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Geothermal Wells at Phillips Exeter Academy

05.07.12 / Peter Reiss, AIA, LEED AP & James Meinecke, Assoc. AIA, LEED AP

Illustration by Rob Kemp

How do you add cooling to an eighty year old building while decreasing dependence on fossil fuels?  

And what if that building is on the National Register of Historic Places and has no space for traditional rooftop chiller units, even if they could be used in an aesthetically sensitive setting?

Add to that a need for similar conversions at two other equally historic buildings and a classroom building that houses 40 classrooms which must be available during the academic year and you will start to get a sense of the complications faced by the design team at the Phillips Exeter Academy’s (PEA) Phillips Hall Restoration.

In 2007, ARC was retained by PEA to study options for the renovation of the 40,000-square-foot historic Phillips Hall, which in addition to classrooms, hosts all weekly faculty gatherings and is the home of the school’s English and Modern Language departments.

ARC’s planning study explored options for upgrading the mechanical systems in Phillips Hall and three neighboring academic buildings.  The study called for the installation of 49 wells in 2012 to provide heating and cooling for Phillips Hall and allows for the installation of 42 additional wells in 2015 to heat and cool the Academy building, the Mayer Art Center and the Lamont Art Gallery.

The closed-loop pump system, originating in and controlled from the mechanical room of the school’s Academy Building, will be heated in the winter (or cooled in the summer) by the earth’s temperature, which remains a constant 55 degrees Fahrenheit at depths of 10 feet or more.  The geothermal system is expected to be as much as 30 percent more efficient in energy use than conventional heating and cooling and it will produce minimal air pollution, as no fossil fuels are burned in the process.

In addition to the geothermal wells, ARC’s renovation plan for Phillips Hall includes the creation of five new classrooms carved out of underutilized attic space, a new elevator, improved accessibility for all building users regardless of physical ability and installation of a new fire alarm and sprinkler system to fully protect the building.  Careful integration of these new systems is essential to preserving the building’s historic character.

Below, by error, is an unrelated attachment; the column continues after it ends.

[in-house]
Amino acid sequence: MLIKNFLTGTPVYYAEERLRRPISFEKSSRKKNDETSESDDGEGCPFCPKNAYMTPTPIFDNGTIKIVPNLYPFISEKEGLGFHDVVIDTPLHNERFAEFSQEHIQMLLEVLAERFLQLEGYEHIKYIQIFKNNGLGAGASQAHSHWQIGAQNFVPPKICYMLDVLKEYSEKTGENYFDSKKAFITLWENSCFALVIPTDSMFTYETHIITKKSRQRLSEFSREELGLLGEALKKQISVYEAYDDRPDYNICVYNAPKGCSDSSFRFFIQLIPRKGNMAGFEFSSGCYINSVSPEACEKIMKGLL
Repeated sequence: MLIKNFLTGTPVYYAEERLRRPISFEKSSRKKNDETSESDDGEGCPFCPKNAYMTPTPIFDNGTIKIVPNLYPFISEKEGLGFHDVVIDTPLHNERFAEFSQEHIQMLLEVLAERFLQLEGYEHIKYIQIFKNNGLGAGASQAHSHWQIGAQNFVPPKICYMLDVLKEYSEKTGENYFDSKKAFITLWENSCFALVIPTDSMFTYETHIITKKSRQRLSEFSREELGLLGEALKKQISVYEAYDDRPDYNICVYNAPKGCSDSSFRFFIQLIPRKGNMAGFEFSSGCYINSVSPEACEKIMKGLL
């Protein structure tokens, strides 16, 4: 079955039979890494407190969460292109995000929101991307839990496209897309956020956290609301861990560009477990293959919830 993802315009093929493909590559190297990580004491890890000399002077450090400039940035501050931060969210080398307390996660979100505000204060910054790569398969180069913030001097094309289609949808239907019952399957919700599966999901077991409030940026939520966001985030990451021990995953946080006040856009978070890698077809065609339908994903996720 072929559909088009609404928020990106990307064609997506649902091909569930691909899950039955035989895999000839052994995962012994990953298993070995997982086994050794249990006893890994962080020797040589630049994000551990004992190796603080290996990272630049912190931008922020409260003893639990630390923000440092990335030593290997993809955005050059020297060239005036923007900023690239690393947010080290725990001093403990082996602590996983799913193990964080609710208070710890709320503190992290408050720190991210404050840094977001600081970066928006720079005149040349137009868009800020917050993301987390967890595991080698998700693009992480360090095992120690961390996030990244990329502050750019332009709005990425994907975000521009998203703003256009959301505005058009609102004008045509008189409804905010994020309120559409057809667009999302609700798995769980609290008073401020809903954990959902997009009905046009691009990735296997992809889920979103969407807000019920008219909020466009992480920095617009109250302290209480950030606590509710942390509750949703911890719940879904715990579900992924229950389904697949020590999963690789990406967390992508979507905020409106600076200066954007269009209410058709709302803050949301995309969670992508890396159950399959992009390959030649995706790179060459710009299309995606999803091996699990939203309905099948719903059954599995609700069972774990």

Those attending commencement this year may find it interesting that the lawn they will be sitting on, including about three feet of soil, will be completely removed after commencement.  The 49 wells will be installed 400 feet deep into the ground, along with some innovative water catch-basin solutions to help manage the up to 16,000 gallons of water that may be tapped each day during the drilling.  Completion of the well field will see all of this tied into the new Academy building mechanical space.  This work will provide half of the final well field design and will be completed in time for the return of students in September.

The geothermal wells are only one segment of a plan carefully crafted by ARC and The Green Engineer (sustainability consultant) to integrate sustainable design principles into the project. ARC and The Green Engineer worked closely with Phillips Exeter Academy personnel to develop a set of goals that blended elements of the U.S. Green Building Council’s LEED (Leadership in Energy and Environmental Design) guidelines for schools as well as the National Institute of Building Sciences “Guiding Principles for Sustainable New Construction and Major Renovations” to fulfill PEA’s objectives for environmental stewardship. Sustainable features of the project include energy-efficient mechanical systems and lighting, as well as use of local, renewable materials.

Special thanks to our consultants:  GZA, ALTUS Engineering, RFS

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